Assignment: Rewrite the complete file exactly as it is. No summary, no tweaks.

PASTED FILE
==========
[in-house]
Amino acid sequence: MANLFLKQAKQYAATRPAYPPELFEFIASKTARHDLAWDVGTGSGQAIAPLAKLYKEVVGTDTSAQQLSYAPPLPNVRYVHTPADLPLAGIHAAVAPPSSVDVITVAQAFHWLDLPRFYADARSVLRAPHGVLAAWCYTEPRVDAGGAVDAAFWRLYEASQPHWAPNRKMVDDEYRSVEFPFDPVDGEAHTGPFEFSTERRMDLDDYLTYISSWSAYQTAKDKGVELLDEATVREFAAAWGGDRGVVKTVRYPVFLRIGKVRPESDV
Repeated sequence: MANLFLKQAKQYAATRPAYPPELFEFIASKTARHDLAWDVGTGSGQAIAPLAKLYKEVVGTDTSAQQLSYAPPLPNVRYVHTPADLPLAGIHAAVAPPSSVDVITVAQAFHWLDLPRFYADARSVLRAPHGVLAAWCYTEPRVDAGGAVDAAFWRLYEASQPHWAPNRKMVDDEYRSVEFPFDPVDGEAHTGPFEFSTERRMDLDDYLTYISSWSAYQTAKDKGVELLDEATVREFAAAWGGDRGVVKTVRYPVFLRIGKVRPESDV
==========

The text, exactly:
[in-house]
Amino acid sequence: MANLFLKQAKQYAATRPAYPPELFEFIASKTARHDLAWDVGTGSGQAIAPLAKLYKEVVGTDTSAQQLSYAPPLPNVRYVHTPADLPLAGIHAAVAPPSSVDVITVAQAFHWLDLPRFYADARSVLRAPHGVLAAWCYTEPRVDAGGAVDAAFWRLYEASQPHWAPNRKMVDDEYRSVEFPFDPVDGEAHTGPFEFSTERRMDLDDYLTYISSWSAYQTAKDKGVELLDEATVREFAAAWGGDRGVVKTVRYPVFLRIGKVRPESDV
Repeated sequence: MANLFLKQAKQYAATRPAYPPELFEFIASKTARHDLAWDVGTGSGQAIAPLAKLYKEVVGTDTSAQQLSYAPPLPNVRYVHTPADLPLAGIHAAVAPPSSVDVITVAQAFHWLDLPRFYADARSVLRAPHGVLAAWCYTEPRVDAGGAVDAAFWRLYEASQPHWAPNRKMVDDEYRSVEFPFDPVDGEAHTGPFEFSTERRMDLDDYLTYISSWSAYQTAKDKGVELLDEATVREFAAAWGGDRGVVKTVRYPVFLRIGKVRPESDV